This year, global temperatures are set to reach 1 degree Celsius (1.8 degrees Fahrenheit) above preindustrial levels for the first time, researchers said — a sobering halfway point to the warming limit of 2 degrees Celsius that many scientists say cannot be surpassed if the worst effects of climate change are to be avoided.
“This is the first time we’re set to reach the 1 C marker, and it’s clear that it is human influence driving our modern climate into uncharted territory,” Stephan Belcher, the director of the U.K.-based Met Office Hadley Centre for Climate Science and Services, said in a news release issued Monday.
Most world leaders and the United Nations agree that warming must be limited to 2 degrees Celsius by 2100. If it is not, many believe the planet is likely to see storms, droughts and floods increase in force and frequency.
The U.N. has for two decades hosted climate change negotiations in an attempt to reach an international plan to cut carbon emissions and to shift to renewable energy sources.
World leaders are expected to sign a global climate treaty at a U.N. conference in Paris next month, and plans submitted so far by about 150 countries would slow the rise in temperature to about 2.7 degrees Celsius above preindustrial times, the U.N. has said.
For low-lying areas around the world — including remote atoll nations like the Marshall Islands in the South Pacific — that level of warming would pose an existential threat.
In addition to swamping low-lying islands and coastal areas, a world that is warmer by 3 degrees Celsius would suffer from a significant drop in food production, an increase in urban heat waves akin to the one that killed thousands of people this year in India and more droughts and wildfires, scientists say.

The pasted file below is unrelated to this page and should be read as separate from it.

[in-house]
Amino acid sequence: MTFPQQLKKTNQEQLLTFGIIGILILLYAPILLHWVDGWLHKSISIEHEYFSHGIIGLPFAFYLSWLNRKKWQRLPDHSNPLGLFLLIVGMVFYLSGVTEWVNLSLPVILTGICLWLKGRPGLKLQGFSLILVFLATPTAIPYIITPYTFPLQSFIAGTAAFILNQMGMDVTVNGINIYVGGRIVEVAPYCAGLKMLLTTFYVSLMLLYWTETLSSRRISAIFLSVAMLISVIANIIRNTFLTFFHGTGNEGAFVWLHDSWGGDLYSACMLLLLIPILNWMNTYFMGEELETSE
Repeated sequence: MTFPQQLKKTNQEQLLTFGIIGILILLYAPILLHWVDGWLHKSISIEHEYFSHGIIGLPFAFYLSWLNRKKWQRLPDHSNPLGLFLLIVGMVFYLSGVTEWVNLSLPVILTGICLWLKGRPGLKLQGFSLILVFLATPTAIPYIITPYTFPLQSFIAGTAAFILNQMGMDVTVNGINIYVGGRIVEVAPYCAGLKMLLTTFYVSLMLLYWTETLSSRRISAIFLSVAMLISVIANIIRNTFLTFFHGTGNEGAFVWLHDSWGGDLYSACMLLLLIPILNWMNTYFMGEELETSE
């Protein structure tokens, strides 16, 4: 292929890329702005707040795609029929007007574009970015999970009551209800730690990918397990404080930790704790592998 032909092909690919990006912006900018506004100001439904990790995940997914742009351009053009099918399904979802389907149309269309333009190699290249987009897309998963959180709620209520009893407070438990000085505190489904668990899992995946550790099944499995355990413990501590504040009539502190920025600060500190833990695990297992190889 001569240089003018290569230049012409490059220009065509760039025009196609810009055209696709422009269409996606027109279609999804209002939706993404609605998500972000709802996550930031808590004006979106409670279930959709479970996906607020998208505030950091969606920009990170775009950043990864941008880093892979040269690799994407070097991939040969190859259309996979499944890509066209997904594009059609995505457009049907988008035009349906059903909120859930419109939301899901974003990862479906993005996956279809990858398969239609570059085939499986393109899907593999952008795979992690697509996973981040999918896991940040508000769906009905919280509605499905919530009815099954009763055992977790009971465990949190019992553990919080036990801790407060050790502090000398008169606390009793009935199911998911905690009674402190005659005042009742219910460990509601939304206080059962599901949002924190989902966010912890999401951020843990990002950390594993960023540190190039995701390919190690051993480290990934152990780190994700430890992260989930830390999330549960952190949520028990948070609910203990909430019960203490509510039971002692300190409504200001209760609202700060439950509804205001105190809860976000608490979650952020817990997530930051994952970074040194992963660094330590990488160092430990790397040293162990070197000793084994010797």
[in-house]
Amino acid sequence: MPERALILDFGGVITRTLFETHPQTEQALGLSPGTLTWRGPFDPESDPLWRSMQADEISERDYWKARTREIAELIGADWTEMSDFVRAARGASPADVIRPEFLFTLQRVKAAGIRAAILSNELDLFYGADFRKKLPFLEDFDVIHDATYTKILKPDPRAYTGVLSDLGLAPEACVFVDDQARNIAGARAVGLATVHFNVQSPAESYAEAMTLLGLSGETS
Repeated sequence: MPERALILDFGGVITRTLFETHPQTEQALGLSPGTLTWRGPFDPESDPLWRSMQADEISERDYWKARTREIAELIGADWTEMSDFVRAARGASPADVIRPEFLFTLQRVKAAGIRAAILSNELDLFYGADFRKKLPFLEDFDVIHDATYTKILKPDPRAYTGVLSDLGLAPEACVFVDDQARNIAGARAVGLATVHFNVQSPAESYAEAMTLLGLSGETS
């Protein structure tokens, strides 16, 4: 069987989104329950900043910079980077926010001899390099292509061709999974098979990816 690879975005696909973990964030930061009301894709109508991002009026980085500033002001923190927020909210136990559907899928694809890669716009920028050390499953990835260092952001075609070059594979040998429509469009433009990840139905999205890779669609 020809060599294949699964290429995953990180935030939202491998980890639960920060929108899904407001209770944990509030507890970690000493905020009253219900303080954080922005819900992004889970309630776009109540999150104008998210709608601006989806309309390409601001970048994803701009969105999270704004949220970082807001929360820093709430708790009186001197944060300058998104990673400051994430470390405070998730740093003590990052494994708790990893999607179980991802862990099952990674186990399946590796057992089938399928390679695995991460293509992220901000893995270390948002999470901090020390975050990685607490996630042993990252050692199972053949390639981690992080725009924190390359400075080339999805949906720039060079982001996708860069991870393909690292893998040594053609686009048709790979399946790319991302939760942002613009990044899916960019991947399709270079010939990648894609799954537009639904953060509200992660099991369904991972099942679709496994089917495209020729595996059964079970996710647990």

While such an increase in global temperatures would be unlikely to threaten the existence of humanity, scientists have said it would cause major global disruptions — including a refugee crisis that could dwarf the one unfolding in Europe.
Marshall Islands leaders have called for limiting the increase to 1.5 degrees Celsius, echoing some scientists who have said warming by 2 degrees would pose too many dangers, including possibly triggering feedback cycles, in which effects from warming lead to even more warming.
The closer the world gets to a 2 degree warming, the greater the chance that some of Earth’s major systems could become unbalanced. That worries scientists because effects such as coral reef die-off, combined with melting ice sheets and the destruction of the Amazon rain forest, could have grave global consequences.
Research suggests that it is still possible to limit warming to 2 degrees, the Met Office said in its press release. But it said that would require a higher level of ambition in the national climate plans that are expected to be formalized in Paris. As of 2014, the world has emitted two-thirds of the amount of carbon dioxide that can be released under a 2 degree warming limit, the news release said.
Early indications show that 2016 will be similarly warm, and scientists have said they expect warming to continue in the long term.
“This year marks an important first, but that doesn’t necessarily mean every year from now on will be a degree or more above preindustrial levels, as natural variability will still play a role in determining the temperature in any given year,” Peter Stott, the head of climate monitoring and attribution at the Met Office, said in the news release.
“As the world continues to warm in the coming decades, however, we will see more and more years passing the 1 degree marker,” he said. “Eventually it will become the norm.”